Russian General Calls Submarine Patrols off U.S. East Coast Routine
Thursday, August 6, 2009
MOSCOW, Aug. 5 -- A senior Russian general on Wednesday brushed off American concerns about two Russian submarines spotted off the East Coast of the United States, saying the patrols were routine and suggesting that the U.S. Navy carries out similar missions near Russia.
"I don't know if there is any news in this news for anyone," said Col. Gen. Anatoly Nogovitsyn, deputy chief of staff of the Russian armed forces. "The fleet shouldn't sit on its hands and be idle."
Moscow often deployed its submarines off the U.S. coast during the Cold War, but the collapse of the Soviet Union left the Russian military in shambles. Now the Russian navy rarely takes on missions far from its home ports.
The presence of the two nuclear-powered attack submarines in international waters near the U.S. coast, first reported by the New York Times, suggests a more assertive Russian military posture and follows Moscow's decision two years ago to resume Cold War-style flights of nuclear-capable bombers across the Atlantic.
Asked at a news conference about the submarines, Nogovitsyn drew a comparison to the resumption of the long-range bomber missions. "This is our right. We got tired of flying circles on our routes and started strategic flights," he said.
"And you remember how much clamor this caused at the time? Just because we started going out on combat patrols," he continued. "But I must tell you that the battle potential of our strategic aviation is serious, and has only risen since then."
"Long voyages of Russian submarines, this is a normal process," he added, saying U.S. officials who are expressing concerns "understand this very well."
Lt. Desmond James, a spokesman for the North American Aerospace Defense Command (NORAD) and U.S. Northern Command, issued a written statement confirming that the Pentagon has been watching Russian submarines operating in international waters off the coast.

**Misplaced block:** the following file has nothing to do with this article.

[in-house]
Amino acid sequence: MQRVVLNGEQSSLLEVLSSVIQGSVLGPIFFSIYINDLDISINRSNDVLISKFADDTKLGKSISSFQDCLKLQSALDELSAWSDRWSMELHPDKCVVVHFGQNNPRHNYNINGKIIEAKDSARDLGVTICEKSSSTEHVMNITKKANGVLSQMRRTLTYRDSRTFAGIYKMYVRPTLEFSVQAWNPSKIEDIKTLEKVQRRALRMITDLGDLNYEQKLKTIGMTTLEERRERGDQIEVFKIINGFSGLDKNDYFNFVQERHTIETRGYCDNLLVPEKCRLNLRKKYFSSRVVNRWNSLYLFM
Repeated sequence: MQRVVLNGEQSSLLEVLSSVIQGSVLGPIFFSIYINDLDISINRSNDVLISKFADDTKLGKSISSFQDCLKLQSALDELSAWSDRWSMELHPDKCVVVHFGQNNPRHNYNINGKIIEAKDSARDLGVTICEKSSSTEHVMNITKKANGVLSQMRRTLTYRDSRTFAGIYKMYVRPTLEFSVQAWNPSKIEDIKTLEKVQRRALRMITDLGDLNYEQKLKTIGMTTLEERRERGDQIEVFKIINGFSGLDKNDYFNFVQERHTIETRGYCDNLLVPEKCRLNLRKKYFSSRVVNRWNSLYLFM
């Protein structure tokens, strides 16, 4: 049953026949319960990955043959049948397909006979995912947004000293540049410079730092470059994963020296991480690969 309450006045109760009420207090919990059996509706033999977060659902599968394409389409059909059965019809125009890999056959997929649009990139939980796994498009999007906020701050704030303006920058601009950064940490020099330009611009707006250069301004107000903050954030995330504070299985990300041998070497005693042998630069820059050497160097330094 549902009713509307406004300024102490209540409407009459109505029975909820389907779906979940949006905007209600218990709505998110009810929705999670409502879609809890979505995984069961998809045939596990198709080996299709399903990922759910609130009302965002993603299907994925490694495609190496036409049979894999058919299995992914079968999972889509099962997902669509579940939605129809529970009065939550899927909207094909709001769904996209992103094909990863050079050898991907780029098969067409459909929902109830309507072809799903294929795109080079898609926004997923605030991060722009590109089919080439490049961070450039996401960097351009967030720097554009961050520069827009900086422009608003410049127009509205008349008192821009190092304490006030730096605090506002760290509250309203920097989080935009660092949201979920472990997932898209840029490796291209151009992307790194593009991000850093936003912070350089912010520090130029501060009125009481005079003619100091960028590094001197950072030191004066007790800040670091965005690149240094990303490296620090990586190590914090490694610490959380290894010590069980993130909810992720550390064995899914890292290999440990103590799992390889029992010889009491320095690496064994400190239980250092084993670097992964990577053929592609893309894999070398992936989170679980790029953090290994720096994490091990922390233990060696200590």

"We have been monitoring them during transit and recognize the right of all nations to exercise freedom of navigation in international waters according to international law," he said.
The New York Times quoted unidentified Defense Department officials expressing concern about the unusual patrols but also saying that the submarines have not taken any provocative actions.
Pentagon spokesman Geoff Morrell said Wednesday: "Did we have an indication that they were coming this way? Sure. . . . The larger question is, is it of concern to us. And the answer to that is -- no."
In August 2007, when then-President Vladimir Putin ordered a resumption of the strategic bomber flights, some U.S. officials suggested that the decision presented little military threat and carried primarily symbolic weight. Russia had halted the flights in 1992 in part because it could no longer afford the fuel.
Putin, who is now prime minister, said the missions would continue regularly on a "permanent basis" because similar flights by other countries were causing "certain problems for ensuring the security of the Russian Federation."
Analysts said it was not clear whether the submarine patrol was an isolated episode or would become a regular occurrence.